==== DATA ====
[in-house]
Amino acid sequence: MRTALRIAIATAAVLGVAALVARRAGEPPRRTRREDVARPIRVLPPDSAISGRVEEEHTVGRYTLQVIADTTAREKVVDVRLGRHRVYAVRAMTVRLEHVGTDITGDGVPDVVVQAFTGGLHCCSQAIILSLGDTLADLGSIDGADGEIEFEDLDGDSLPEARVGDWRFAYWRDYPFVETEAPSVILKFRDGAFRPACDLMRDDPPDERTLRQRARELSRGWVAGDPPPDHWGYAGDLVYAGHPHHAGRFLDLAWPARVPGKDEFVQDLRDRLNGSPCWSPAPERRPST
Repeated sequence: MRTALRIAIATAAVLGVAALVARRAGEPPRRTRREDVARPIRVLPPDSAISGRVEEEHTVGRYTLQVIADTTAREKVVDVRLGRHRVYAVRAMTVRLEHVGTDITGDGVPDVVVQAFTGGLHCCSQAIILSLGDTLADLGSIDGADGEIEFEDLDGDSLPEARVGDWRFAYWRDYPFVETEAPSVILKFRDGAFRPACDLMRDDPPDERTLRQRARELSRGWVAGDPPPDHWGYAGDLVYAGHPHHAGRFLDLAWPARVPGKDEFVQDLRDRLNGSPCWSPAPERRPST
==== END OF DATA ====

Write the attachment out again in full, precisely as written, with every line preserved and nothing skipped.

[in-house]
Amino acid sequence: MRTALRIAIATAAVLGVAALVARRAGEPPRRTRREDVARPIRVLPPDSAISGRVEEEHTVGRYTLQVIADTTAREKVVDVRLGRHRVYAVRAMTVRLEHVGTDITGDGVPDVVVQAFTGGLHCCSQAIILSLGDTLADLGSIDGADGEIEFEDLDGDSLPEARVGDWRFAYWRDYPFVETEAPSVILKFRDGAFRPACDLMRDDPPDERTLRQRARELSRGWVAGDPPPDHWGYAGDLVYAGHPHHAGRFLDLAWPARVPGKDEFVQDLRDRLNGSPCWSPAPERRPST
Repeated sequence: MRTALRIAIATAAVLGVAALVARRAGEPPRRTRREDVARPIRVLPPDSAISGRVEEEHTVGRYTLQVIADTTAREKVVDVRLGRHRVYAVRAMTVRLEHVGTDITGDGVPDVVVQAFTGGLHCCSQAIILSLGDTLADLGSIDGADGEIEFEDLDGDSLPEARVGDWRFAYWRDYPFVETEAPSVILKFRDGAFRPACDLMRDDPPDERTLRQRARELSRGWVAGDPPPDHWGYAGDLVYAGHPHHAGRFLDLAWPARVPGKDEFVQDLRDRLNGSPCWSPAPERRPST